We Have Crossed the Line

“I am the son of an immigrant and the husband of an immigrant. I live in a county where half of the residents were born in a foreign country and three-quarters of us were born someplace else – here not by chance but by choice, striving to lead better, healthier, more successful American lives. Welcome to where we think immigration is good and where we take inclusion seriously.”       – Alberto Ibarguen, president, the Knight Foundation

In the last few days, I have found both solace and wisdom in Alberto Ibarguen’s welcoming remarks last week in Miami to the Knight Foundation’s Media Learning Seminar, which was focused on promoting more informed, engaged and healthier communities.

“This is not a conference about immigration or even about diversity,” he continued, “but about a search for truth in a pluralistic society. We believe in Knight Foundation’s core values: free expression, citizen engagement and equitable, inclusive and participatory communities.

“Perhaps my favorite John Knight quote is where he describes the purpose of a great newspaper to inform and illuminate the minds of its readers ‘to rouse them to pursue their true interests.’ He assumed an honest search for truth, he faithfully strove to separate opinion from fact, and he knew a well-informed community is a prerequisite before citizens can reasonably determine their own true interests.”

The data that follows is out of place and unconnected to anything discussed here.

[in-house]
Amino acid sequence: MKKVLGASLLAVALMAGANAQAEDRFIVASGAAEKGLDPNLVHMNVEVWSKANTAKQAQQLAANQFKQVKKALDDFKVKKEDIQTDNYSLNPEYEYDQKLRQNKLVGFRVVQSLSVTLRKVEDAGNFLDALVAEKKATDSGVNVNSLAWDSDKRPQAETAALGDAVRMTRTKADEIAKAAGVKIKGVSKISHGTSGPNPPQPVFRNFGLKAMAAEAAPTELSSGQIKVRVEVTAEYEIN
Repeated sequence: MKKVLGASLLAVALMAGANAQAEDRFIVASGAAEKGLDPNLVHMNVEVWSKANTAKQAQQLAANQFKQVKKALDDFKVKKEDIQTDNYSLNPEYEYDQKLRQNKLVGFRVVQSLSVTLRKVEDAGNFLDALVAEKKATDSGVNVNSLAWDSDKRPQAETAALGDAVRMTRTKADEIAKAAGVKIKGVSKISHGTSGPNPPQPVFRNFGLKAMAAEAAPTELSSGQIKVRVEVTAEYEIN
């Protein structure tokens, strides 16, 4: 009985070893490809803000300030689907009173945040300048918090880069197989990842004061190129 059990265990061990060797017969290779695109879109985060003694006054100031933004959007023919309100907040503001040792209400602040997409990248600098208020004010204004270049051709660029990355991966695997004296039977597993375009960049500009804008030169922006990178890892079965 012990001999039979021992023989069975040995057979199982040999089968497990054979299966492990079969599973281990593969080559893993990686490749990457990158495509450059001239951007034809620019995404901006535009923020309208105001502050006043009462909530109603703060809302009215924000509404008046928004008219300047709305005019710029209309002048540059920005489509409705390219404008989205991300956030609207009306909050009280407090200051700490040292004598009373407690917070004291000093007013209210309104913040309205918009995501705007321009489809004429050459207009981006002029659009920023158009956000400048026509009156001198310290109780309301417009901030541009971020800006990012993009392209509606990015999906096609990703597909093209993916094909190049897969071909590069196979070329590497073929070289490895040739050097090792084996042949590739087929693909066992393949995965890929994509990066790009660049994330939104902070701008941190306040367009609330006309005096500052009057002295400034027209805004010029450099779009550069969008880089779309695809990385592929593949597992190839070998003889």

In the last few days, we have witnessed the president of the United States launch extraordinary and simultaneous attacks on the legitimacy of a free press and our commitment to a pluralistic society.

When we start rounding up people in this country based on the kind of profiling that is now happening and when we attack the foundation of the institution charged by the Constitution with being the watchdog of our republic, I believe we have crossed the line between democratic debate and fascist demagoguery.

It is here that I’ll make my stand.

James G. Blaine

About James G. Blaine

Most of us undervalue what seem our tiny contributions to our communities and the world. As a result, we feel powerless, even victimized. But, like the butterfly effect in science, the lives we lead with our families, in our communities, and at work – all the so-called little things we do – collectively change the world. As I grow older, my ambition grows more modest but not less important: to participate fully and to contribute what I can. That’s my goal with this blog.